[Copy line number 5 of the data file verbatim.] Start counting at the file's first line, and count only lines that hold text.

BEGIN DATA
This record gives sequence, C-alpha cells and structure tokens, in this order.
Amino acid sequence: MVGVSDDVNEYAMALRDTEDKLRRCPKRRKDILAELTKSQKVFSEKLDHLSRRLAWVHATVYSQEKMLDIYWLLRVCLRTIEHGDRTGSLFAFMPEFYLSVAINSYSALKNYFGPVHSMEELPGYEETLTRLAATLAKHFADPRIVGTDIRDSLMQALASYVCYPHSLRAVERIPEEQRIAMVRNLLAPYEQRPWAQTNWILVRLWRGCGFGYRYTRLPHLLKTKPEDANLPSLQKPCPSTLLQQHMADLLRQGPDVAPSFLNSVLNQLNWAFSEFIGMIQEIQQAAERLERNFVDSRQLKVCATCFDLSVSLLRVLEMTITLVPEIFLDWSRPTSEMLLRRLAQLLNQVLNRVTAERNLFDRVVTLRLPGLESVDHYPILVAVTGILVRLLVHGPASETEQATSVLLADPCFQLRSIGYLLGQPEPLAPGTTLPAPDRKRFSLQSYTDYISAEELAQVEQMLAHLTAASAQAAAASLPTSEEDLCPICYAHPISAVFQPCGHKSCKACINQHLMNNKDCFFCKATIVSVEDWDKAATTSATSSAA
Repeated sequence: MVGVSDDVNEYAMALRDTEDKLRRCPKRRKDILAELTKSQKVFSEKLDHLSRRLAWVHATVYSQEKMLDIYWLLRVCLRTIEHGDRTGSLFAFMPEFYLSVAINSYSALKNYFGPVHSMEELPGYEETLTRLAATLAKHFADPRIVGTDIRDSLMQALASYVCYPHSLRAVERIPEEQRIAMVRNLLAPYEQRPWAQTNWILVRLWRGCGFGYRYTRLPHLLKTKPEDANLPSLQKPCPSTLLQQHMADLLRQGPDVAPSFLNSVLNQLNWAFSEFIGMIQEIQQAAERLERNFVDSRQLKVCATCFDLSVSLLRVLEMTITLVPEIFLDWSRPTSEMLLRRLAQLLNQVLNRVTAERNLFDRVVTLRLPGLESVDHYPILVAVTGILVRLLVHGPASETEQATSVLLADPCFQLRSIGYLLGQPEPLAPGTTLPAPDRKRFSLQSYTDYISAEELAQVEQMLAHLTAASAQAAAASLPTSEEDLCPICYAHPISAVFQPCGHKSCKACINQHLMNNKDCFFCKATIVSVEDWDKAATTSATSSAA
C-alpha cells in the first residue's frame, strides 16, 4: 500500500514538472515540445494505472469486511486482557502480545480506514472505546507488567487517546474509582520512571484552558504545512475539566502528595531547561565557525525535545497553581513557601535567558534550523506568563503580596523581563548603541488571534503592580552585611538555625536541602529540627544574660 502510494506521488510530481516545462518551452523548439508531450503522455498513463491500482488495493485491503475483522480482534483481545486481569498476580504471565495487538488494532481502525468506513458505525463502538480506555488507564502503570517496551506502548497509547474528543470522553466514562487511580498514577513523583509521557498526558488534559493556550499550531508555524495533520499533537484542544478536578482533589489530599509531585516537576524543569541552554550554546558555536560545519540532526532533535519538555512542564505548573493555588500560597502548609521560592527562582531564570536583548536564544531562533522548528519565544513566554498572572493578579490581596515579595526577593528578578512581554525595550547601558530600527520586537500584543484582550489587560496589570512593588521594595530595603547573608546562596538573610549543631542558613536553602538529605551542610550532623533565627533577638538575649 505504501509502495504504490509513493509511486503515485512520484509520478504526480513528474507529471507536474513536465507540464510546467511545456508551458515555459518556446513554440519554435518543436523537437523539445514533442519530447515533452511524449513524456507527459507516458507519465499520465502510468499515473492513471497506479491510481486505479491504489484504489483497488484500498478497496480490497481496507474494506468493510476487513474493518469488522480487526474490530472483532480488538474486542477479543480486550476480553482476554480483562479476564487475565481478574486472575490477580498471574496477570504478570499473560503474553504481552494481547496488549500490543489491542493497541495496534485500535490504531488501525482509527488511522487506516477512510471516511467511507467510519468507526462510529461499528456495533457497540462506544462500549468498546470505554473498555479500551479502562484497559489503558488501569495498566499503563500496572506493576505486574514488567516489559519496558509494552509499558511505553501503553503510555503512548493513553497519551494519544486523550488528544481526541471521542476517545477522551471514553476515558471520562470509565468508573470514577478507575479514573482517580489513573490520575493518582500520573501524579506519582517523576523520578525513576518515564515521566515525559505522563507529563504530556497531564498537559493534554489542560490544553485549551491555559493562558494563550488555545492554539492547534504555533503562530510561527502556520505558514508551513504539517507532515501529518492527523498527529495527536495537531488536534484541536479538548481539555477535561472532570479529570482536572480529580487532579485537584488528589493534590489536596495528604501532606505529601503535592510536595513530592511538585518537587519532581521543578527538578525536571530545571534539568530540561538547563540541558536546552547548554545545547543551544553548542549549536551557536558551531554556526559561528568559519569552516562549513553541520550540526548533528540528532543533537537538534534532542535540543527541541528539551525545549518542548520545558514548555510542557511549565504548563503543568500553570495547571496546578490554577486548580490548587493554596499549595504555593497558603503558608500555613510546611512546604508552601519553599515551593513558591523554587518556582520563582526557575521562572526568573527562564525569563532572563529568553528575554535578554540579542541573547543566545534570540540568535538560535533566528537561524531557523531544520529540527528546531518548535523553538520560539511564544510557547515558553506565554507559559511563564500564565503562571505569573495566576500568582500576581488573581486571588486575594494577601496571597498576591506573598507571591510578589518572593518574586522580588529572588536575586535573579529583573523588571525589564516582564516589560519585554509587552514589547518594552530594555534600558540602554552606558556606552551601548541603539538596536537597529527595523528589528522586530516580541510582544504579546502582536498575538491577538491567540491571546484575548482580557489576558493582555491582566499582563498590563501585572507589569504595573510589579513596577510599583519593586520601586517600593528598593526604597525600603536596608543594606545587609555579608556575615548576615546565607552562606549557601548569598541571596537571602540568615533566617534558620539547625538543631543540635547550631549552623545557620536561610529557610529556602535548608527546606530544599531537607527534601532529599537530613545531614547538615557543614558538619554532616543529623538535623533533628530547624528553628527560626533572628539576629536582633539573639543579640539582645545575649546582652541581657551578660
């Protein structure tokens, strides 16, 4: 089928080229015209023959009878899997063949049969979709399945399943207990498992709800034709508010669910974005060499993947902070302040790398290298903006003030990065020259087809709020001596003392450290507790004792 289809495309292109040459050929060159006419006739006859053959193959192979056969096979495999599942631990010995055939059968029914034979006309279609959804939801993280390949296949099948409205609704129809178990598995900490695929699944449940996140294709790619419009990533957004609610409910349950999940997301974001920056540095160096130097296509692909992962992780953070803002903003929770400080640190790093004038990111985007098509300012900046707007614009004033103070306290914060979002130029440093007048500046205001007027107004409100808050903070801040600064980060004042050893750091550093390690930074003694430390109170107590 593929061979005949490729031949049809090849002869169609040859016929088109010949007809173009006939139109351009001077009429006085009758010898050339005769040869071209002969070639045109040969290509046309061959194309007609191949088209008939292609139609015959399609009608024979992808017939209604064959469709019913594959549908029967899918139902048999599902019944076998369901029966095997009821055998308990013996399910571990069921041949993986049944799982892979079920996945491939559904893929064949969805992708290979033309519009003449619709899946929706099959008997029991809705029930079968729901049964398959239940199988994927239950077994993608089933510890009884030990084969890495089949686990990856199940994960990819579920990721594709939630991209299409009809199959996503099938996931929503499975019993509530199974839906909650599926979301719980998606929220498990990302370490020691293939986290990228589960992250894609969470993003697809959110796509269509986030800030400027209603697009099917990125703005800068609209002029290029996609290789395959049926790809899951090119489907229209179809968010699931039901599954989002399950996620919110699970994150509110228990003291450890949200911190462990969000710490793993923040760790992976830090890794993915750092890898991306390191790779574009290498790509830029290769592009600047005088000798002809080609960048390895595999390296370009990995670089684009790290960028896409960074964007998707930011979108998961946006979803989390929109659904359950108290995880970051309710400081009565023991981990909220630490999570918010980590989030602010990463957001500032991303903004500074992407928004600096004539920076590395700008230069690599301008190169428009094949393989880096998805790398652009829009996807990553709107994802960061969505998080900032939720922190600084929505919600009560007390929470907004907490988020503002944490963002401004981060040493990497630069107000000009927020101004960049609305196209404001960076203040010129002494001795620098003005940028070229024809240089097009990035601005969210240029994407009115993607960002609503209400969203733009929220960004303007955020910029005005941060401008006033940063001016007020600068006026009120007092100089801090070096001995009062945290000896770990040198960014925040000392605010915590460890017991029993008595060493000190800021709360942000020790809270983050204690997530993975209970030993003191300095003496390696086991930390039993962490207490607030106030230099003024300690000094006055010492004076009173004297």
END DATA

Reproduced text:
């Protein structure tokens, strides 16, 4: 089928080229015209023959009878899997063949049969979709399945399943207990498992709800034709508010669910974005060499993947902070302040790398290298903006003030990065020259087809709020001596003392450290507790004792 289809495309292109040459050929060159006419006739006859053959193959192979056969096979495999599942631990010995055939059968029914034979006309279609959804939801993280390949296949099948409205609704129809178990598995900490695929699944449940996140294709790619419009990533957004609610409910349950999940997301974001920056540095160096130097296509692909992962992780953070803002903003929770400080640190790093004038990111985007098509300012900046707007614009004033103070306290914060979002130029440093007048500046205001007027107004409100808050903070801040600064980060004042050893750091550093390690930074003694430390109170107590 593929061979005949490729031949049809090849002869169609040859016929088109010949007809173009006939139109351009001077009429006085009758010898050339005769040869071209002969070639045109040969290509046309061959194309007609191949088209008939292609139609015959399609009608024979992808017939209604064959469709019913594959549908029967899918139902048999599902019944076998369901029966095997009821055998308990013996399910571990069921041949993986049944799982892979079920996945491939559904893929064949969805992708290979033309519009003449619709899946929706099959008997029991809705029930079968729901049964398959239940199988994927239950077994993608089933510890009884030990084969890495089949686990990856199940994960990819579920990721594709939630991209299409009809199959996503099938996931929503499975019993509530199974839906909650599926979301719980998606929220498990990302370490020691293939986290990228589960992250894609969470993003697809959110796509269509986030800030400027209603697009099917990125703005800068609209002029290029996609290789395959049926790809899951090119489907229209179809968010699931039901599954989002399950996620919110699970994150509110228990003291450890949200911190462990969000710490793993923040760790992976830090890794993915750092890898991306390191790779574009290498790509830029290769592009600047005088000798002809080609960048390895595999390296370009990995670089684009790290960028896409960074964007998707930011979108998961946006979803989390929109659904359950108290995880970051309710400081009565023991981990909220630490999570918010980590989030602010990463957001500032991303903004500074992407928004600096004539920076590395700008230069690599301008190169428009094949393989880096998805790398652009829009996807990553709107994802960061969505998080900032939720922190600084929505919600009560007390929470907004907490988020503002944490963002401004981060040493990497630069107000000009927020101004960049609305196209404001960076203040010129002494001795620098003005940028070229024809240089097009990035601005969210240029994407009115993607960002609503209400969203733009929220960004303007955020910029005005941060401008006033940063001016007020600068006026009120007092100089801090070096001995009062945290000896770990040198960014925040000392605010915590460890017991029993008595060493000190800021709360942000020790809270983050204690997530993975209970030993003191300095003496390696086991930390039993962490207490607030106030230099003024300690000094006055010492004076009173004297």